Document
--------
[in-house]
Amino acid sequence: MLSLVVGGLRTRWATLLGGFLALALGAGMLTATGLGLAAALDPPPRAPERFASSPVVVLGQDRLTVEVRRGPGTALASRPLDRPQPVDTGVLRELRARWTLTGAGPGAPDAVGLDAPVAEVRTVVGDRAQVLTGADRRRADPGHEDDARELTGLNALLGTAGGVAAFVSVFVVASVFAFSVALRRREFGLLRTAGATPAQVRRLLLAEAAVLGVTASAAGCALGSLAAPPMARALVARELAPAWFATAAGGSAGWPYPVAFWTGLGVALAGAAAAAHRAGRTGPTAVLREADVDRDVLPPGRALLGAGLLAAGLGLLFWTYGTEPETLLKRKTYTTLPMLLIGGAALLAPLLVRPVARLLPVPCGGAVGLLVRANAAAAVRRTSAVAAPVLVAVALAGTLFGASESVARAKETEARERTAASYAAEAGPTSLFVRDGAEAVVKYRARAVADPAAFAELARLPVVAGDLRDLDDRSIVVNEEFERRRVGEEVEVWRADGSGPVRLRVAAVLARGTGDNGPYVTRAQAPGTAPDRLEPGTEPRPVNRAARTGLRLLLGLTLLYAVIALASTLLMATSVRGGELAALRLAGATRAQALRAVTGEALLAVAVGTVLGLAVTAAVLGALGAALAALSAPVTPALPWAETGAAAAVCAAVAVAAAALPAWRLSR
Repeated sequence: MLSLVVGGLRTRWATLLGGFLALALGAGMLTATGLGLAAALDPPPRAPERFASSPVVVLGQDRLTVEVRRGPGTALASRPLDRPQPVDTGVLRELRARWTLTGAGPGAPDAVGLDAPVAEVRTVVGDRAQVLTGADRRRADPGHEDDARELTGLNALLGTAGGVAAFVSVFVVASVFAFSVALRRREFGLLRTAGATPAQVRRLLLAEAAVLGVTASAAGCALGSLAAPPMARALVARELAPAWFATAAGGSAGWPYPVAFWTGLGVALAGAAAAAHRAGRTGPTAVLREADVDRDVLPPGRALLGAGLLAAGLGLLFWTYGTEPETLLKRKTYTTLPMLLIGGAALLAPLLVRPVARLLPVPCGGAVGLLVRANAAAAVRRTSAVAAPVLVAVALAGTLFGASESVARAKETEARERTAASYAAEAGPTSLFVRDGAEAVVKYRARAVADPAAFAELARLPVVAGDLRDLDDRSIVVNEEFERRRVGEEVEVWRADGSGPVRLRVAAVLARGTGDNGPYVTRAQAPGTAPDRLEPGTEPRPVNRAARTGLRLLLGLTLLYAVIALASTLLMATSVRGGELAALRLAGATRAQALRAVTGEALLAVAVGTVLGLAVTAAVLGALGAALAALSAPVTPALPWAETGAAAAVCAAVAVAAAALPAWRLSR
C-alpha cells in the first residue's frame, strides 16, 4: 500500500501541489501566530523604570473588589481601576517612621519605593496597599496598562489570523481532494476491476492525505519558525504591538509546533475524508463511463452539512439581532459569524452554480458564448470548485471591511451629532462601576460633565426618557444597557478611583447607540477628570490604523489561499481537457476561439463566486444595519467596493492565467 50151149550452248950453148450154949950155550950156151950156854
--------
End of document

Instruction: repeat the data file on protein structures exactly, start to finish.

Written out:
[in-house]
Amino acid sequence: MLSLVVGGLRTRWATLLGGFLALALGAGMLTATGLGLAAALDPPPRAPERFASSPVVVLGQDRLTVEVRRGPGTALASRPLDRPQPVDTGVLRELRARWTLTGAGPGAPDAVGLDAPVAEVRTVVGDRAQVLTGADRRRADPGHEDDARELTGLNALLGTAGGVAAFVSVFVVASVFAFSVALRRREFGLLRTAGATPAQVRRLLLAEAAVLGVTASAAGCALGSLAAPPMARALVARELAPAWFATAAGGSAGWPYPVAFWTGLGVALAGAAAAAHRAGRTGPTAVLREADVDRDVLPPGRALLGAGLLAAGLGLLFWTYGTEPETLLKRKTYTTLPMLLIGGAALLAPLLVRPVARLLPVPCGGAVGLLVRANAAAAVRRTSAVAAPVLVAVALAGTLFGASESVARAKETEARERTAASYAAEAGPTSLFVRDGAEAVVKYRARAVADPAAFAELARLPVVAGDLRDLDDRSIVVNEEFERRRVGEEVEVWRADGSGPVRLRVAAVLARGTGDNGPYVTRAQAPGTAPDRLEPGTEPRPVNRAARTGLRLLLGLTLLYAVIALASTLLMATSVRGGELAALRLAGATRAQALRAVTGEALLAVAVGTVLGLAVTAAVLGALGAALAALSAPVTPALPWAETGAAAAVCAAVAVAAAALPAWRLSR
Repeated sequence: MLSLVVGGLRTRWATLLGGFLALALGAGMLTATGLGLAAALDPPPRAPERFASSPVVVLGQDRLTVEVRRGPGTALASRPLDRPQPVDTGVLRELRARWTLTGAGPGAPDAVGLDAPVAEVRTVVGDRAQVLTGADRRRADPGHEDDARELTGLNALLGTAGGVAAFVSVFVVASVFAFSVALRRREFGLLRTAGATPAQVRRLLLAEAAVLGVTASAAGCALGSLAAPPMARALVARELAPAWFATAAGGSAGWPYPVAFWTGLGVALAGAAAAAHRAGRTGPTAVLREADVDRDVLPPGRALLGAGLLAAGLGLLFWTYGTEPETLLKRKTYTTLPMLLIGGAALLAPLLVRPVARLLPVPCGGAVGLLVRANAAAAVRRTSAVAAPVLVAVALAGTLFGASESVARAKETEARERTAASYAAEAGPTSLFVRDGAEAVVKYRARAVADPAAFAELARLPVVAGDLRDLDDRSIVVNEEFERRRVGEEVEVWRADGSGPVRLRVAAVLARGTGDNGPYVTRAQAPGTAPDRLEPGTEPRPVNRAARTGLRLLLGLTLLYAVIALASTLLMATSVRGGELAALRLAGATRAQALRAVTGEALLAVAVGTVLGLAVTAAVLGALGAALAALSAPVTPALPWAETGAAAAVCAAVAVAAAALPAWRLSR
C-alpha cells in the first residue's frame, strides 16, 4: 500500500501541489501566530523604570473588589481601576517612621519605593496597599496598562489570523481532494476491476492525505519558525504591538509546533475524508463511463452539512439581532459569524452554480458564448470548485471591511451629532462601576460633565426618557444597557478611583447607540477628570490604523489561499481537457476561439463566486444595519467596493492565467 50151149550452248950453148450154949950155550950156151950156854